The concept of 'resource discovery' is central to our understanding of how users explore, navigate, locate and retrieve information resources. This submission for a PhD by Published Works examines a series of 11 related works which explore topics pertaining to resource discovery, each demonstrating heterogeneity in their digital discovery context. The assembled works are prefaced by nine chapters which seek to review and critically analyse the contribution of each work, as well as provide contextualization within the wider body of research literature. A series of conceptual sub-themes is used to organize and structure the works and the accompanying critical commentary. The thesis first begins by examining issues in distributed discovery contexts by studying collection level metadata (CLM), its application in 'information landscaping' techniques, and its relationship to the efficacy of federated item-level search tools. This research narrative continues but expands in the later works and commentary to consider the application of Knowledge Organization Systems (KOS), particularly within Semantic Web and machine interface contexts, with investigations of semantically aware terminology services in distributed discovery. The necessary modelling of data structures to support resource discovery - and its associated functionalities within digital libraries and repositories - is then considered within the novel context of technology-supported curriculum design repositories, where questions of human-computer interaction (HCI) are also examined. The final works studied as part of the thesis are those which investigate and evaluate the efficacy of open repositories in exposing knowledge commons to resource discovery via web search agents. Through the analysis of the collected works it is possible to identify a unifying theory of resource discovery, with the proposed concept of (meta)data alignment described and presented with a visual model. This analysis assists in the identification of a number of research topics worthy of further research; but it also highlights an incremental transition by the present author, from using research to inform the development of technologies designed to support or facilitate resource discovery, particularly at a 'meta' level, to the application of specific technologies to address resource discovery issues in a local context. Despite this variation the research narrative has remained focussed on topics surrounding resource discovery in heterogeneous digital content environments and is noted as having generated a coherent body of work. Separate chapters are used to consider the methodological approaches adopted in each work and the contribution made to research knowledge and professional practice.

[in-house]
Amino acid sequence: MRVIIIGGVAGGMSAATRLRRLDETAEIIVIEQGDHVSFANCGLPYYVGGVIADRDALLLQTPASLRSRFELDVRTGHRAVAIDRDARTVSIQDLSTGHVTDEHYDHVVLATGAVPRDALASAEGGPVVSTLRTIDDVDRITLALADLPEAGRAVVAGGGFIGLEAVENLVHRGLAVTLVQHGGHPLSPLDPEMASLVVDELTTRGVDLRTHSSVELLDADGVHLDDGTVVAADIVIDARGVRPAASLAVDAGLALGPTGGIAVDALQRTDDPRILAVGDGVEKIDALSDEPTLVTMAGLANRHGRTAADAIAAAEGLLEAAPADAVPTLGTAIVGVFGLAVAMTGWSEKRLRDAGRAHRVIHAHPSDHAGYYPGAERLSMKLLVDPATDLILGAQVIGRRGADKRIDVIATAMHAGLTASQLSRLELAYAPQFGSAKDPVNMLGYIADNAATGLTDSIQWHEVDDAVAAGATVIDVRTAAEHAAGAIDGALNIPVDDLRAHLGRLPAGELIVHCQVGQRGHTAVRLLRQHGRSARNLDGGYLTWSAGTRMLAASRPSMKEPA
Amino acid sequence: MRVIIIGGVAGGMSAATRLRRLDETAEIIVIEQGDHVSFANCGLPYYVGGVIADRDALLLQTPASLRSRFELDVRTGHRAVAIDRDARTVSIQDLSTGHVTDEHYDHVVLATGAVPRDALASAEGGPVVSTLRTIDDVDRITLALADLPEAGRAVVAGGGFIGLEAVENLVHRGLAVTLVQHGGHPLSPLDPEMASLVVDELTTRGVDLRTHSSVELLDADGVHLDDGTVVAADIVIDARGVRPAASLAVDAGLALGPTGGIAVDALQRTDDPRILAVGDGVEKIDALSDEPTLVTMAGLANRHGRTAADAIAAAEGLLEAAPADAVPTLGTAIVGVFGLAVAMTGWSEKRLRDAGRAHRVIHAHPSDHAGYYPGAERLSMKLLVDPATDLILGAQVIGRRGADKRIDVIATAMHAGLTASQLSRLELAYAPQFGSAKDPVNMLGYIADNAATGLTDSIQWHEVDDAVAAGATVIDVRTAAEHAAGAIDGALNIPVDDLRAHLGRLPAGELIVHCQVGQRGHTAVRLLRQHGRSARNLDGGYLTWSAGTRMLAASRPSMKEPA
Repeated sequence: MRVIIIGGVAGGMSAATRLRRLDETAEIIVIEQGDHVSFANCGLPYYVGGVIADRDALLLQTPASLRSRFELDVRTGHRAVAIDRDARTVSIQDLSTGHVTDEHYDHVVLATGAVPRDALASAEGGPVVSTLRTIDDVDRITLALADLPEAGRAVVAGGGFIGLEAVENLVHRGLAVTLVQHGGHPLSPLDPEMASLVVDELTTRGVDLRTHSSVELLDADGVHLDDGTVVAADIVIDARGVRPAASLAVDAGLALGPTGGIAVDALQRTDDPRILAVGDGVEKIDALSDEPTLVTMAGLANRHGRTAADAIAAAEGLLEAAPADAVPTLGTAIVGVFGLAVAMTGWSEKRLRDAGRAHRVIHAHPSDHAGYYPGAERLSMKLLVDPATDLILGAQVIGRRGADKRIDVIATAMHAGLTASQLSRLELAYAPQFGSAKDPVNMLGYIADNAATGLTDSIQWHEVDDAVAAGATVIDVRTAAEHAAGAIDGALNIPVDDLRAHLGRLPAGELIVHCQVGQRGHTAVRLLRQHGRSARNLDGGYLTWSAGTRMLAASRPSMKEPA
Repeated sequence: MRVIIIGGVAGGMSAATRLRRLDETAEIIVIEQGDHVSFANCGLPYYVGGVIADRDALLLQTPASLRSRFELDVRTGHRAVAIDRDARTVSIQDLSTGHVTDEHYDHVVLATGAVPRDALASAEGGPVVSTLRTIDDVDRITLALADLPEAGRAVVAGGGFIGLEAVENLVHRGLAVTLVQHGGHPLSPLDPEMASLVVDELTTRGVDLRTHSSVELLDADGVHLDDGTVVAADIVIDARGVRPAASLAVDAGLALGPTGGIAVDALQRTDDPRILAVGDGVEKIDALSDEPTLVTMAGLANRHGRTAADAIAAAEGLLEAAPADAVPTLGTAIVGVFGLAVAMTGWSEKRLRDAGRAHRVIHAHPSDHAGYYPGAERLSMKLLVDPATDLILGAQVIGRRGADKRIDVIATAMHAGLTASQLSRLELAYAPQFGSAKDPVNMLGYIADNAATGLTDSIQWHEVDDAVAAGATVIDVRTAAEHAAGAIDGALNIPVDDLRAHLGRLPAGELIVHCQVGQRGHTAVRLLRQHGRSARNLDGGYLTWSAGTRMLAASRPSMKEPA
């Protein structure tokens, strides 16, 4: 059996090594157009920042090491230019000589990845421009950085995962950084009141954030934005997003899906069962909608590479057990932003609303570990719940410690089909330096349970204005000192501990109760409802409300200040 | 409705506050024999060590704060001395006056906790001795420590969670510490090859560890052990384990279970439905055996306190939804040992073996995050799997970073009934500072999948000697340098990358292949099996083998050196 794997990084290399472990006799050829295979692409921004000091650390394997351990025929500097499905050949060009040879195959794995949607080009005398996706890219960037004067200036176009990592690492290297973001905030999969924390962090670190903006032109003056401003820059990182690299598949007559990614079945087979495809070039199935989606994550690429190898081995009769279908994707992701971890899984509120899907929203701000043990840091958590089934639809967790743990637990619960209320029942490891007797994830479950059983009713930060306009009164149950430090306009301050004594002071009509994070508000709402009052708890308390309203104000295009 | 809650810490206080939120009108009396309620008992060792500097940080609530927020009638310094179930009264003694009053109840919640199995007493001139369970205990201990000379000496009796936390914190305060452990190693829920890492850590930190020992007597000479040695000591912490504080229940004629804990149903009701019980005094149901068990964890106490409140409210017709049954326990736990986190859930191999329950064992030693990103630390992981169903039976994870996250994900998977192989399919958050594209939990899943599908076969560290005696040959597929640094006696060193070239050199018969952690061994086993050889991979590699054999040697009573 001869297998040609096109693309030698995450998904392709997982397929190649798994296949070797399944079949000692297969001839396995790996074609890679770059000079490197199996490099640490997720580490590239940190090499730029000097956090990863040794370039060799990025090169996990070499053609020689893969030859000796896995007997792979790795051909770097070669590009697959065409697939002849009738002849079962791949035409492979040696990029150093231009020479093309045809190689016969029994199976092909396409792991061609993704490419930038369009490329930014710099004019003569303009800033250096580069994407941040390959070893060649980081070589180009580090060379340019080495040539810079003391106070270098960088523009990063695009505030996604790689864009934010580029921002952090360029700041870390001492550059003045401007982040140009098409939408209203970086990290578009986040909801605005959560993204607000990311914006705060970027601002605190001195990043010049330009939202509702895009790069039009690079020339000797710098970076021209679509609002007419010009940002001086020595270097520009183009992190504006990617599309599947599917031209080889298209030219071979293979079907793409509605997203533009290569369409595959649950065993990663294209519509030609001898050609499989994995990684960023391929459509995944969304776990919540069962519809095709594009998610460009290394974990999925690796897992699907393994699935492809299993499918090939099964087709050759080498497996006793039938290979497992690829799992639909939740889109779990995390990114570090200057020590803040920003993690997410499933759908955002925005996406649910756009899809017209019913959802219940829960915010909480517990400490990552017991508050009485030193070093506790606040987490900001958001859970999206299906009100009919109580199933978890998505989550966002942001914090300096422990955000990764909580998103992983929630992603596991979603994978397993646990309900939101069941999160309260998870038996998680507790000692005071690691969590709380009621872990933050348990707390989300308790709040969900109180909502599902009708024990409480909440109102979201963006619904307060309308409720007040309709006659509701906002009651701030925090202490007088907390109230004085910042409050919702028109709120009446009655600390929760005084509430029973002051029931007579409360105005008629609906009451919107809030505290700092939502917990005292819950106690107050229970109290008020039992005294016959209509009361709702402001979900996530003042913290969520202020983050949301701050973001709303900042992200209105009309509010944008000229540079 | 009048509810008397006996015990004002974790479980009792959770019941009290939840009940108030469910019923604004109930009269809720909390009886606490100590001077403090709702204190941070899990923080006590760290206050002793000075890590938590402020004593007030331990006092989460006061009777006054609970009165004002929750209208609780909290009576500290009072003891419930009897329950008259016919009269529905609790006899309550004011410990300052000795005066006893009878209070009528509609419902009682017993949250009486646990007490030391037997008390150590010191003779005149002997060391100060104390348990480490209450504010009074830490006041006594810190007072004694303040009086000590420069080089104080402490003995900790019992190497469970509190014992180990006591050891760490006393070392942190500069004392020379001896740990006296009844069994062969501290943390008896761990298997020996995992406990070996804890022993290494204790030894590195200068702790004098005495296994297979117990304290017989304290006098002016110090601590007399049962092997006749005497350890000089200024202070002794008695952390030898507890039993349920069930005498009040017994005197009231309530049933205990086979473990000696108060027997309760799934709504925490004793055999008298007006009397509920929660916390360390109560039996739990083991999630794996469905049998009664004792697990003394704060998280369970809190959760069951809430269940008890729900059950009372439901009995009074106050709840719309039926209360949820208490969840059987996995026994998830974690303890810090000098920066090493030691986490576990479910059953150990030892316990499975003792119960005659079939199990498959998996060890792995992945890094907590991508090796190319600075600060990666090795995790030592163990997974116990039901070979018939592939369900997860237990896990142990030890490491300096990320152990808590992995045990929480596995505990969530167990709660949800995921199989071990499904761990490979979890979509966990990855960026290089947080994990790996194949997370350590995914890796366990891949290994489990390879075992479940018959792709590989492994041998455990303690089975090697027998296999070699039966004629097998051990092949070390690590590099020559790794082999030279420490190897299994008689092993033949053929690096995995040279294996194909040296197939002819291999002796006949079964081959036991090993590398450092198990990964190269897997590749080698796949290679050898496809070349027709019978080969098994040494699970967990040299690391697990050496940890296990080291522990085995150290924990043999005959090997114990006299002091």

|Date of Award||1 Dec 2022|
- University Of Strathclyde
|Supervisor||Diane Pennington (Supervisor) & David McMenemy (Supervisor)|